When a lender is assessing your bank statements, you can expect them to look for a variety of things. Their primary goal is to determine whether you are the sort of person who manages money responsibly and is likely to keep up to date with their mortgage payments.
In recent months, applicants are asking one question quite a lot: “do gambling transactions look bad on my bank statements?”.
There is nothing illegal about properly licensed gambling, do not panic if you’ve had an annual flutter on the grand national or extensively used internet betting sites. After all, a lot of people see gambling simply as a mainstream hobby or pastime like many others.
That said, as the advertising urges customers to “please gamble responsibly” this is a key point to bear in mind when applying for a mortgage. It is not a lender’s job to tell you how to live your life, how to spend your money, or indeed to moralise on the ethical rights and wrongs of gambling. But they do have a duty (underscored by mortgage regulation) to lend responsibly.
If lenders need to prove to the regulators that they are making sensible lending decisions, it is not entirely unreasonable of them to expect the people to whom they lend to adopt a similar approach when it comes to their personal finances. Look at it from this perspective, if you were lending your own money would you lend it to someone with a serious gambling addiction?
As mentioned above, it is not illegal to gamble so just because you have the odd gambling transaction on your bank statements it doesn’t automatically mean you will be declined for a mortgage. However, the lender will consider whether these transactions are reasonable and responsible. Thus they will particularly look at the frequency of these transactions and the size of the transactions in relation to the person’s income.
As stated above, it is not illegal to have gambling transactions on your bank statements and it does not mean you will be declined straightaway for a mortgage. The lender will examine whether these transactions are justified and responsible.
They will do so by looking at the frequency of these transactions, the size of the transactions in relation to the person’s income, and the impact on the account balance.
So, if your transactions are infrequent tiny amounts that make no significant impact on a regular credit bank balance, then they are not likely to be a red flag. However, if you bet most days or are constantly overdrawn, the lender is therefore likely to see that as being irresponsible and decline your application.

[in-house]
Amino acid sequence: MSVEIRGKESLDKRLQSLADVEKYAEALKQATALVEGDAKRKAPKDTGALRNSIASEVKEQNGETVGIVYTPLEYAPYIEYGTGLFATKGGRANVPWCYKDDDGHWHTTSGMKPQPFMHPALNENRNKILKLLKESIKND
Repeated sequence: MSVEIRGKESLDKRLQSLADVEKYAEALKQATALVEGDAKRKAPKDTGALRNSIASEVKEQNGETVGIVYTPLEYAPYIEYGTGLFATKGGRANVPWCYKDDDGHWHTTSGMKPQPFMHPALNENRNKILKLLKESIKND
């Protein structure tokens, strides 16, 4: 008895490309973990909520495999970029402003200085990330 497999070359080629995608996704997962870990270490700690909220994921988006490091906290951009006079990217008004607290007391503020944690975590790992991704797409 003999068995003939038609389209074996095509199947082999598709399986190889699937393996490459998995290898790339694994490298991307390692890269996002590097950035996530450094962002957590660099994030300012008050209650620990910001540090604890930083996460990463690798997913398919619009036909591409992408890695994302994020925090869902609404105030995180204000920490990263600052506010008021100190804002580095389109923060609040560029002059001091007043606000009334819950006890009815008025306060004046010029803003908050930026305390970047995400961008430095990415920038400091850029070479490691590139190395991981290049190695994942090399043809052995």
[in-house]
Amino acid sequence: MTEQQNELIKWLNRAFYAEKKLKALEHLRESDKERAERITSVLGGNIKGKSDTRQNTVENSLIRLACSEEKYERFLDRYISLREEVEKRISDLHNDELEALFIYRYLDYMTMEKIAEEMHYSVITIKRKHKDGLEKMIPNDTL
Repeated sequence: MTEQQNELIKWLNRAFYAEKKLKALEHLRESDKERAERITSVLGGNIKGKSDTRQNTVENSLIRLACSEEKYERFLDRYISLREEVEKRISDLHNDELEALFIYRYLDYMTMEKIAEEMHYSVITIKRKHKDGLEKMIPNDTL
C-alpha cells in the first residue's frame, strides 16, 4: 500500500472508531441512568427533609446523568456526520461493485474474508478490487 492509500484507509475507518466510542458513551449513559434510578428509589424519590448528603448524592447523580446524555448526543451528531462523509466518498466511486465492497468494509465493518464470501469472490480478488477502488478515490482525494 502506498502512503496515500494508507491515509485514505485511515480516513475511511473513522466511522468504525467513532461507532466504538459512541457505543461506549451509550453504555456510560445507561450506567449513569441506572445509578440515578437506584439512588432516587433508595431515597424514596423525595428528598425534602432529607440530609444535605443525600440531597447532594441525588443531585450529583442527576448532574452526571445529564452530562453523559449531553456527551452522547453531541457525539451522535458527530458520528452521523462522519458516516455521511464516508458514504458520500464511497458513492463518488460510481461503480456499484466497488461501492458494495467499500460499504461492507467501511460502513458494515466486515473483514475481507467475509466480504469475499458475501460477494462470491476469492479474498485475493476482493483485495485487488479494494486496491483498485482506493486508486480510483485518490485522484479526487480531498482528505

Lenders look at your bank statements to see how you manage your money, to help them establish whether this gives them either the confidence that you are financially prudent or the evidence that you are not.
For example, having an overdraft facility and occasionally using it, is not inherently a bad thing; regularly exceeding the overdraft limit – not so good. This is why lenders will look for excess overdraft fees or boucned direct debits because these would normally show that the account is not being well conducted.
Other things to look out for include credit transactions from pay-day loan companies; “undisclosed” loan repayments (i.e. if you said on the application that you have no other loans but there appear to be regular loan payments, this could be a problem); they would look out for any obvious missed payments.
Finally, they might also consider how much of a typical month is spent overdrawn, for example, if you only just go into credit on payday and for the rest of the month are overdrawn, how sustainable is this mortgage?
Remember to be sensible and, if possible, plan ahead. Typically, a bank would ask for up to three months of your most recent bank statements. These will show your salary credits and all your regular bill payments.
Therefore, if you know you’re likely to want to apply for a mortgage in the not-too-distant future, try to make sure that you avoid any of the above pitfalls. Take a break from gambling for a short while and work on presenting your bank account in the best possible way.
If you are a First Time Buyer in Hull who may find the entire process a little bit daunting, or you have a complex case and need to speak with a Specialist Mortgage Advisor in Hull, our team can guide you through the whole mortgage process and help you with your application and get you on track.
We are here to provide mortgage advice 7 days a week, always on hand to answer your mortgage questions. We can’t wait to help you out with your mortgage journey. Get in touch with us and book yourself in for a free mortgage appointment to speak with one of our Mortgage Advisors in Hull today.
Last Edited 01/08/2022